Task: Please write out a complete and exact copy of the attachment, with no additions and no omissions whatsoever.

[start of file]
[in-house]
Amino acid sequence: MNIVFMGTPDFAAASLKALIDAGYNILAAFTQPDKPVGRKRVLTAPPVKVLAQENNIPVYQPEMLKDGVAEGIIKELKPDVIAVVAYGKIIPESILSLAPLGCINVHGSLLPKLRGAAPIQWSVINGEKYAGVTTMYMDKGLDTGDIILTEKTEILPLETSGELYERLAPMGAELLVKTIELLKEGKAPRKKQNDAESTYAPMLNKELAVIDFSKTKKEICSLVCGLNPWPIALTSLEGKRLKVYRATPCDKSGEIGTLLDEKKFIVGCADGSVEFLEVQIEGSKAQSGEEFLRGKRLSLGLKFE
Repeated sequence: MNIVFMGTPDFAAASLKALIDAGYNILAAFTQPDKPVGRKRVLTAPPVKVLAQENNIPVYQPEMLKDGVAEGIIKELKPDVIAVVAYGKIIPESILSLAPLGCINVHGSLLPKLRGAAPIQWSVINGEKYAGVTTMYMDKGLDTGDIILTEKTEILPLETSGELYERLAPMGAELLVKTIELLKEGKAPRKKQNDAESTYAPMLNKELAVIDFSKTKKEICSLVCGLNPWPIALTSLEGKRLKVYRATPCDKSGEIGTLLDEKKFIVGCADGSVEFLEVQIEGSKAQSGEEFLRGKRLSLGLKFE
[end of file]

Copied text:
[in-house]
Amino acid sequence: MNIVFMGTPDFAAASLKALIDAGYNILAAFTQPDKPVGRKRVLTAPPVKVLAQENNIPVYQPEMLKDGVAEGIIKELKPDVIAVVAYGKIIPESILSLAPLGCINVHGSLLPKLRGAAPIQWSVINGEKYAGVTTMYMDKGLDTGDIILTEKTEILPLETSGELYERLAPMGAELLVKTIELLKEGKAPRKKQNDAESTYAPMLNKELAVIDFSKTKKEICSLVCGLNPWPIALTSLEGKRLKVYRATPCDKSGEIGTLLDEKKFIVGCADGSVEFLEVQIEGSKAQSGEEFLRGKRLSLGLKFE
Repeated sequence: MNIVFMGTPDFAAASLKALIDAGYNILAAFTQPDKPVGRKRVLTAPPVKVLAQENNIPVYQPEMLKDGVAEGIIKELKPDVIAVVAYGKIIPESILSLAPLGCINVHGSLLPKLRGAAPIQWSVINGEKYAGVTTMYMDKGLDTGDIILTEKTEILPLETSGELYERLAPMGAELLVKTIELLKEGKAPRKKQNDAESTYAPMLNKELAVIDFSKTKKEICSLVCGLNPWPIALTSLEGKRLKVYRATPCDKSGEIGTLLDEKKFIVGCADGSVEFLEVQIEGSKAQSGEEFLRGKRLSLGLKFE